Wang: The new labor law that came into effect a few years ago was viewed by many to be more pro-employee, which is not surprising. China, being a socialist state, tends more to follow the European model rather than that of the U.S. As a general matter, whether because of the law or otherwise, China labor issues have caused concerns for some foreign investors because of their effects on the cost of doing business. Historically, China has been the low-cost manufacturing alternative for many foreign companies. In this regard, in some ways, the new labor law has helped to change that picture for some companies given some of the increased costs associated therewith. While China is still clearly much cheaper than most western countries, some of the competing countries in Southeast Asia, for example, have benefited from the Chinese labor cost increases that have resulted in part from the new labor law.

Editor: Are there situations when a foreign investor has engaged in a business in China but in a fairly short period discovered that their joint venture partner has become dominant and that they were frozen out?

Wang: Finding a JV partner that you can trust is always an issue. Although JVs do provide a very viable investment alternative in China, you have to come in with your eyes wide open. A key component is a governance strategy and a governance framework that ensures the Western partner has either full control or shared control. But, there is no question that with joint ventures, just like any marriage, you have to find the right partner. If you don't, things can get messy.

Editor: Previously, foreign investors were channeled into joint ventures. Is it possible in China now to have 100 percent foreign ownership?

Wang: Yes, there are someindustries that aren't as restricted, where the way to go to maintain control is to come in through your own subsidiary. In those industries, foreign investors are permitted to establish what is known in China as a "wholly foreign-owned enterprise," or WFOE for short.

Editor: Tell us about the restrictions on the use of intellectual property contributed by a foreign joint venture partner.

Wang: The issue of the contribution of IP in China is complicated. When you think about a JV and its capital contributions, whether in cash or non-cash assets, one of those non-cash assets could be in the form of intellectual property rights. From a Chinese law perspective, such intellectual property rights should be owned by the JV as opposed to being licensed. So that is always an issue. How do you show you're committed to your JV partner without necessarily giving up your crown jewels or risking problems with respect to your IP?

This is an area that continues to be a conundrum for foreign parties. Ideally the most appropriate way to protect your IP would be not to contribute the IP to the JV. In the alternative, you might contribute cash and/or find ways to license the IP instead of assigning your interest in it. For a host of reasons this is always a hotly negotiated issue.

Editor: Is there any problem getting capital out of China?

Wang: That remains an issue. China's RMB currency still is restricted currency. Typically, you can pay a dividend once a year at the end of the year out of your legally viable net profits subject to certain restrictions. So, dividend payments are one of the primary ways of repatriating funds out of China.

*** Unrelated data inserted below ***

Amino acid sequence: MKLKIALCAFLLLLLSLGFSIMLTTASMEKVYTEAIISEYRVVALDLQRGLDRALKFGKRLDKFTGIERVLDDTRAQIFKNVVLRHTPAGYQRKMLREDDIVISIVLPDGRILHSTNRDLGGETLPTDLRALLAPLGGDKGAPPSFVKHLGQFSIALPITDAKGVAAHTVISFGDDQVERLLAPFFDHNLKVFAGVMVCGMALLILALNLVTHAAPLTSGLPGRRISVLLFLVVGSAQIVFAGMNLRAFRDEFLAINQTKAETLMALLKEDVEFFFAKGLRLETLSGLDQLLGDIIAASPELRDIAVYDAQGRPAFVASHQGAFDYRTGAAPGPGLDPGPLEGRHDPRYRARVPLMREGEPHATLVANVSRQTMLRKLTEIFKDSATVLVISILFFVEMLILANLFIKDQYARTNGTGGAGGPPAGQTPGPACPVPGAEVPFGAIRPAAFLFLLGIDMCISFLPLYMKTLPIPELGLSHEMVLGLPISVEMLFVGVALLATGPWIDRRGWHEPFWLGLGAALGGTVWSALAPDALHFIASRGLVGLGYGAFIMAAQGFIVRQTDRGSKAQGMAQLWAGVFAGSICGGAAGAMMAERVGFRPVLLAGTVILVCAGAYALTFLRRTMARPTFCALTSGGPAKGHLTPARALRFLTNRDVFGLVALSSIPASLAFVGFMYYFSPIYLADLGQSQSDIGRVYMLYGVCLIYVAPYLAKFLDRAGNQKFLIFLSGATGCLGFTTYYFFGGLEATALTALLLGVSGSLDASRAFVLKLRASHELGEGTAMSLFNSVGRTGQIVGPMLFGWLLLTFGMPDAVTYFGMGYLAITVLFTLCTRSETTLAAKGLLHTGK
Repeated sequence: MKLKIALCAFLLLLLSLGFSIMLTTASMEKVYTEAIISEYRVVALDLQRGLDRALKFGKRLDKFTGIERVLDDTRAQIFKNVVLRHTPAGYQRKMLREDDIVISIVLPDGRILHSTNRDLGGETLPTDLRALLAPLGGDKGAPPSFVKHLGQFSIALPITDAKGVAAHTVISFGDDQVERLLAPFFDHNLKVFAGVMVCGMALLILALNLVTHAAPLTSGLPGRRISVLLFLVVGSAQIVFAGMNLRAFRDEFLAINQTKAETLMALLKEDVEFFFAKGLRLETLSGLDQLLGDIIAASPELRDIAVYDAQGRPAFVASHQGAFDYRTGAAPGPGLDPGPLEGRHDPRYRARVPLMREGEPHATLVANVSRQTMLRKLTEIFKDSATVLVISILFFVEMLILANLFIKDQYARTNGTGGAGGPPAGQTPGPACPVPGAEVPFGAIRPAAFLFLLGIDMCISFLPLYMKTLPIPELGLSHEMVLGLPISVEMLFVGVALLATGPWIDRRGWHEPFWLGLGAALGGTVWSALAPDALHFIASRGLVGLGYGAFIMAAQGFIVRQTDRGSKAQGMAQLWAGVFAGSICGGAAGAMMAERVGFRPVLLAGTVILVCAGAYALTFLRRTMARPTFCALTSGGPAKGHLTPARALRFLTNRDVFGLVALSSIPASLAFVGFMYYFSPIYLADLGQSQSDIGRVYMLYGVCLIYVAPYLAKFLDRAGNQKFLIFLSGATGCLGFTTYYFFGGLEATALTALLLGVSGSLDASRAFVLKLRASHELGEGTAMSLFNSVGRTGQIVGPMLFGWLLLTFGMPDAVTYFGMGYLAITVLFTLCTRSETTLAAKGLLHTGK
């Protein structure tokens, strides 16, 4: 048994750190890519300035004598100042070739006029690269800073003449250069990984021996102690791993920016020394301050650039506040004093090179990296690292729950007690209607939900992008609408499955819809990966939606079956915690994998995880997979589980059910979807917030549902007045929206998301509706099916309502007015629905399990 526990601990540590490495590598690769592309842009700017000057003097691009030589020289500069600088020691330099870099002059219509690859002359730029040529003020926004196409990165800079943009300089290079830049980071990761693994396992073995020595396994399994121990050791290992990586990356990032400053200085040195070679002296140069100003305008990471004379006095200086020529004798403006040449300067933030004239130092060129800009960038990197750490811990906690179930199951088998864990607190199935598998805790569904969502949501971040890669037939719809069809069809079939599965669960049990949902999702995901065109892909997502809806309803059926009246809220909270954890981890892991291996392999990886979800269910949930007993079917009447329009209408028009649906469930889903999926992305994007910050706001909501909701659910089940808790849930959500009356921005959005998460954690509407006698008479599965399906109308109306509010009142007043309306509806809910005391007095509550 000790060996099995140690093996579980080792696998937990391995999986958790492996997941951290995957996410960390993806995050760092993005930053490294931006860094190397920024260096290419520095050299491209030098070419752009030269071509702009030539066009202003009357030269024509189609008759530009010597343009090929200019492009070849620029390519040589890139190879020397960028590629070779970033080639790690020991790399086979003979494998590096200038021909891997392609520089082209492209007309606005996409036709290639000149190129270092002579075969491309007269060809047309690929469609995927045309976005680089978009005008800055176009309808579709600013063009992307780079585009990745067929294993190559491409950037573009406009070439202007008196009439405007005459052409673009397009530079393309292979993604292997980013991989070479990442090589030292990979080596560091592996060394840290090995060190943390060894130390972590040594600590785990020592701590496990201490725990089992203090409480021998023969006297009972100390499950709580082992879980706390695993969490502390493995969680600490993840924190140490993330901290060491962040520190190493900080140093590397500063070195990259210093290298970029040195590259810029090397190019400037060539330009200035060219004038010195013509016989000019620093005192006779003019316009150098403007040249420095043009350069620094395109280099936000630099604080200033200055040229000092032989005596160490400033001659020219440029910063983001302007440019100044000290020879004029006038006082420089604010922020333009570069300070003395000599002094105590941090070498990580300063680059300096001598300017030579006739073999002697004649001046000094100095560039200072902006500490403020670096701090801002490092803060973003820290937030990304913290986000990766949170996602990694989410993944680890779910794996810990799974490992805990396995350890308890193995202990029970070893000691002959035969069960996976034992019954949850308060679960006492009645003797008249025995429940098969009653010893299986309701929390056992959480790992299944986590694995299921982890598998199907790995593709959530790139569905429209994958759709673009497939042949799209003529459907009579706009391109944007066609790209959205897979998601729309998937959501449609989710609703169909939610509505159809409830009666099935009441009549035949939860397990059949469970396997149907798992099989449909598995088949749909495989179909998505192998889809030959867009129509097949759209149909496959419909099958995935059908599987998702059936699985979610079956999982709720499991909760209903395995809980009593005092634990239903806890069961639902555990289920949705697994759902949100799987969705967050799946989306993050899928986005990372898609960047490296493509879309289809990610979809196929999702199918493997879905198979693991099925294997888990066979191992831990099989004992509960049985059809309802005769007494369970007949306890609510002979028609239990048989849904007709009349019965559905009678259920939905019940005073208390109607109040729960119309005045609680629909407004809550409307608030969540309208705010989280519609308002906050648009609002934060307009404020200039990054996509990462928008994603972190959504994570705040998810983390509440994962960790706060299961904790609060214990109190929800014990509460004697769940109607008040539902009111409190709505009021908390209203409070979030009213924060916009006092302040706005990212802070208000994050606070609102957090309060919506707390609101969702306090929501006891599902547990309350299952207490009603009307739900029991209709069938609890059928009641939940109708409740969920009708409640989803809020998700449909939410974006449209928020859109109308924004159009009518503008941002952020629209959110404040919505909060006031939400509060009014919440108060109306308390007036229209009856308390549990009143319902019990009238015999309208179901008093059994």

Editor: Have advances been made in the protection provided to American companies against infringement of intellectual property rights?

Wang: There is no question that on the books, the laws are there for enforcement. It's a matter of proper enforcement, but in China proper enforcement can be an issue. Yet, as China tries to climb the value chain, it realizes the importance of the protection of IP rights. At the same time, we know that there are local operations in China that continue to sell pirated software and counterfeit handbags and DVDs, and some local authorities may not necessarily want to put them out of business. So it's a tension for them. Still, there is no question that the enforcement of IP on behalf of multinationals is an area that the Chinese authorities are taking more seriously such that the enforcement environment is improving.

Editor: What is the situation with respect to dispute resolution?

Wang: To the extent possible , dispute resolution for a foreign company is usually done through arbitration. Arbitration in a neutral forum is the ideal choice. Most foreign investors are not as comfortable with Chinese courts for various reasons, such as concerns regarding local protectionism, perceived lack of sophistication of the court system or other similar reasons. Separately, I would note that judgments from U.S. courts cannot be enforced in China. Therefore, since China is a party to the New York Convention on arbitration, and as such Chinese courts are required to enforce foreign arbitral awards, foreign parties will typically seek to include mandatory arbitration provisions in their contracts.

A primary issue is the venue for the ADR process. In my experience, Hong Kong is often preferred because it has a sophisticated legal system yet it's also a part of China. Thus, while it's considered more neutral as it is outside of the mainland, because it's still technically part of China, albeit as a special administrative region, it is generally viewed as a more acceptable arbitration venue for both foreign and local parties as compared to other foreign jurisdictions.

Please email the interviewee at with questions about this interview.